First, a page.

In Domain Driven Design, author Eric Evans suggests one way to reign in this type of growing complexity: extreme discipline around the language used to describe the problem and its solution. Choose nouns and verbs to describe sets of related processes, problems, and solutions that are precise and consistent, forming an “Ubiquitous Language” that developers, users, and domain experts can all use to mean the same thing. Evans goes further: the implementation should be an expression of the Ubiquitous Language, ideally taking on a form where it is self-documenting and sensible to a non-technical domain expert.
Object-oriented programming languages excel at expressing the core concepts of DDD: Entities and their relationships to one another, but the Ubiquitous Language tends to fall apart at the API, where it is arguably even more important. Consider the REST architectural style. By applying REST’s Uniform Interface constraint (specifically its most opinionated requirement: hypermedia-as-the-engine-of-application-state), you may inadvertently reduce the ability to express your domain model fluently. Other API technologies like SOAP XML-RPC keep the domain model intact, but at the cost of significant complexity and limited portability.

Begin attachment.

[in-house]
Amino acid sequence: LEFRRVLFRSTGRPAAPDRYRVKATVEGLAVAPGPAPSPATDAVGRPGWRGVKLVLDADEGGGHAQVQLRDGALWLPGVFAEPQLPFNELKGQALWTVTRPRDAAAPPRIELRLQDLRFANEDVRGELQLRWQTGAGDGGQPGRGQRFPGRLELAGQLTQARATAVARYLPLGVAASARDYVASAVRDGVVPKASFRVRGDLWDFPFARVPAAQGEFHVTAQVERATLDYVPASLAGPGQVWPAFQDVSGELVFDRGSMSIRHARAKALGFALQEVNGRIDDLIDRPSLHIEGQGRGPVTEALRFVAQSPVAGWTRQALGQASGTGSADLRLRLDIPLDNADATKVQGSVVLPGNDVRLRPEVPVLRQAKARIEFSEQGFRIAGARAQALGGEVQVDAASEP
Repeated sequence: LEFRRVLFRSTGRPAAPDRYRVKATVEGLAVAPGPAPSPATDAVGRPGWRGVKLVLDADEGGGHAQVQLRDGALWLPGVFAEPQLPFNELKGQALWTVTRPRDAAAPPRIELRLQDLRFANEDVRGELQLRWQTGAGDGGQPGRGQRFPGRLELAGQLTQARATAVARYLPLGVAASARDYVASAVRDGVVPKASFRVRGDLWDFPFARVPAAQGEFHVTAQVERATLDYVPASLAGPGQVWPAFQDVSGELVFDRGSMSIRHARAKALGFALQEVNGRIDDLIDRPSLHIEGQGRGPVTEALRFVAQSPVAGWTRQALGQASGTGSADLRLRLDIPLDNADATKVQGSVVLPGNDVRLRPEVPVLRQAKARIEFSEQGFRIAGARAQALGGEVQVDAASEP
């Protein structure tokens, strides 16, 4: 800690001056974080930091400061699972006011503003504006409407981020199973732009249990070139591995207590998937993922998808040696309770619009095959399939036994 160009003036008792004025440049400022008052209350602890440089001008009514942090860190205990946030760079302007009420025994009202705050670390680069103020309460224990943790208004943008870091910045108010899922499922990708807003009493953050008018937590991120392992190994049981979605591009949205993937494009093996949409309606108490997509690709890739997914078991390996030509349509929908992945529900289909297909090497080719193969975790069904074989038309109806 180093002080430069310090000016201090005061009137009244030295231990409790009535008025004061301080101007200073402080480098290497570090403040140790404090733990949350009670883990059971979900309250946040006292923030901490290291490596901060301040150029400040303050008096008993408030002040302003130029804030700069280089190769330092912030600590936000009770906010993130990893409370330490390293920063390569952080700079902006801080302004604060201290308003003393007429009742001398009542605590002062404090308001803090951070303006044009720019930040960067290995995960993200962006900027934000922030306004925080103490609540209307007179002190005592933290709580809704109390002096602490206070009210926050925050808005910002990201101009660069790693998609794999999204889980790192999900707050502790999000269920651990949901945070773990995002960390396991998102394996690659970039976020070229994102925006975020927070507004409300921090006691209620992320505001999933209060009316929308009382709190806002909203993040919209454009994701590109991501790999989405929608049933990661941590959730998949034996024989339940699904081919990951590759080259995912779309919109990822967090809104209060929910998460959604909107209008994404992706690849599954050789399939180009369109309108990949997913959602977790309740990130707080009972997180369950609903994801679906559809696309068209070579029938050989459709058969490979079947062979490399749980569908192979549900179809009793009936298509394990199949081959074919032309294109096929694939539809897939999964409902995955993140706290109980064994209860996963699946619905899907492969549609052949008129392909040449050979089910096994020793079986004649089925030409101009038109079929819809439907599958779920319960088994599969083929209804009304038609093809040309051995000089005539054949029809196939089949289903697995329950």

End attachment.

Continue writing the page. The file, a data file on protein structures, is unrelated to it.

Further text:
I believe GraphQL occupies a sweet spot — it concisely expresses the domain model’s graph of relationships without leaking implementation details while remaining simple enough to share across different types and versions of clients. As in other schema-driven API technologies, the GraphQL schema can be seen as an expression of the Ubiquitous Language.